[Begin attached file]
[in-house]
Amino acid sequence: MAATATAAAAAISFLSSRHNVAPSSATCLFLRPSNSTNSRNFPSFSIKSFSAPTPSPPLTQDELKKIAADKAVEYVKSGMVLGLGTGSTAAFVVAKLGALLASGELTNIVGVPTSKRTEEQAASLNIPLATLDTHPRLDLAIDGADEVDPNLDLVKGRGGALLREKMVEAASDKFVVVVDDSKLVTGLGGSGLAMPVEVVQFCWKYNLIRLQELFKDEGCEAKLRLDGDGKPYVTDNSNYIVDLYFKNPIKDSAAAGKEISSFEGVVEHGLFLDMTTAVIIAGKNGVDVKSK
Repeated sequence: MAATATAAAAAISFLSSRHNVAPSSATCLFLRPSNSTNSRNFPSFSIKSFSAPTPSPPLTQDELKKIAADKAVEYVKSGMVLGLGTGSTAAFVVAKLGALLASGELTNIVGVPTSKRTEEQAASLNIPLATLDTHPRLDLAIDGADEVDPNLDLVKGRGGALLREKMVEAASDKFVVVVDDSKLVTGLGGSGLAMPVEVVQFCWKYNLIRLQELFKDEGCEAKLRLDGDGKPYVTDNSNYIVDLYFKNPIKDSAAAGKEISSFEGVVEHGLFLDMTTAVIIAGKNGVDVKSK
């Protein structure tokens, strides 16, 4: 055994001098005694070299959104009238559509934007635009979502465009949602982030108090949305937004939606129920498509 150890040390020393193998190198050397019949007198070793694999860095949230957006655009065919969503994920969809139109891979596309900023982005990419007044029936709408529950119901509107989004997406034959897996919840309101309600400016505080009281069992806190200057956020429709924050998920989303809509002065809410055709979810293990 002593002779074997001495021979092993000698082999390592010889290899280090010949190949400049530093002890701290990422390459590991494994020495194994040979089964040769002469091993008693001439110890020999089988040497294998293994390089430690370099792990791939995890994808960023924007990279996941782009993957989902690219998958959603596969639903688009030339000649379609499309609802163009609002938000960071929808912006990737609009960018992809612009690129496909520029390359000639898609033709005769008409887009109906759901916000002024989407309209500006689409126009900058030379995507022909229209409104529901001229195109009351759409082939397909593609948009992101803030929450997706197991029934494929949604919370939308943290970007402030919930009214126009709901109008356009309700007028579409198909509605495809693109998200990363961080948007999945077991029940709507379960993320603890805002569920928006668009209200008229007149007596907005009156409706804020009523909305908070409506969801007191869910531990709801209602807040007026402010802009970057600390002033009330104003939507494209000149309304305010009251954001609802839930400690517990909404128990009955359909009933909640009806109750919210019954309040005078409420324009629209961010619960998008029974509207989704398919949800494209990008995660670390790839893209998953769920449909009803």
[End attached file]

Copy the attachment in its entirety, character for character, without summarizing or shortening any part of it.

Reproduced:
[in-house]
Amino acid sequence: MAATATAAAAAISFLSSRHNVAPSSATCLFLRPSNSTNSRNFPSFSIKSFSAPTPSPPLTQDELKKIAADKAVEYVKSGMVLGLGTGSTAAFVVAKLGALLASGELTNIVGVPTSKRTEEQAASLNIPLATLDTHPRLDLAIDGADEVDPNLDLVKGRGGALLREKMVEAASDKFVVVVDDSKLVTGLGGSGLAMPVEVVQFCWKYNLIRLQELFKDEGCEAKLRLDGDGKPYVTDNSNYIVDLYFKNPIKDSAAAGKEISSFEGVVEHGLFLDMTTAVIIAGKNGVDVKSK
Repeated sequence: MAATATAAAAAISFLSSRHNVAPSSATCLFLRPSNSTNSRNFPSFSIKSFSAPTPSPPLTQDELKKIAADKAVEYVKSGMVLGLGTGSTAAFVVAKLGALLASGELTNIVGVPTSKRTEEQAASLNIPLATLDTHPRLDLAIDGADEVDPNLDLVKGRGGALLREKMVEAASDKFVVVVDDSKLVTGLGGSGLAMPVEVVQFCWKYNLIRLQELFKDEGCEAKLRLDGDGKPYVTDNSNYIVDLYFKNPIKDSAAAGKEISSFEGVVEHGLFLDMTTAVIIAGKNGVDVKSK
């Protein structure tokens, strides 16, 4: 055994001098005694070299959104009238559509934007635009979502465009949602982030108090949305937004939606129920498509 150890040390020393193998190198050397019949007198070793694999860095949230957006655009065919969503994920969809139109891979596309900023982005990419007044029936709408529950119901509107989004997406034959897996919840309101309600400016505080009281069992806190200057956020429709924050998920989303809509002065809410055709979810293990 002593002779074997001495021979092993000698082999390592010889290899280090010949190949400049530093002890701290990422390459590991494994020495194994040979089964040769002469091993008693001439110890020999089988040497294998293994390089430690370099792990791939995890994808960023924007990279996941782009993957989902690219998958959603596969639903688009030339000649379609499309609802163009609002938000960071929808912006990737609009960018992809612009690129496909520029390359000639898609033709005769008409887009109906759901916000002024989407309209500006689409126009900058030379995507022909229209409104529901001229195109009351759409082939397909593609948009992101803030929450997706197991029934494929949604919370939308943290970007402030919930009214126009709901109008356009309700007028579409198909509605495809693109998200990363961080948007999945077991029940709507379960993320603890805002569920928006668009209200008229007149007596907005009156409706804020009523909305908070409506969801007191869910531990709801209602807040007026402010802009970057600390002033009330104003939507494209000149309304305010009251954001609802839930400690517990909404128990009955359909009933909640009806109750919210019954309040005078409420324009629209961010619960998008029974509207989704398919949800494209990008995660670390790839893209998953769920449909009803």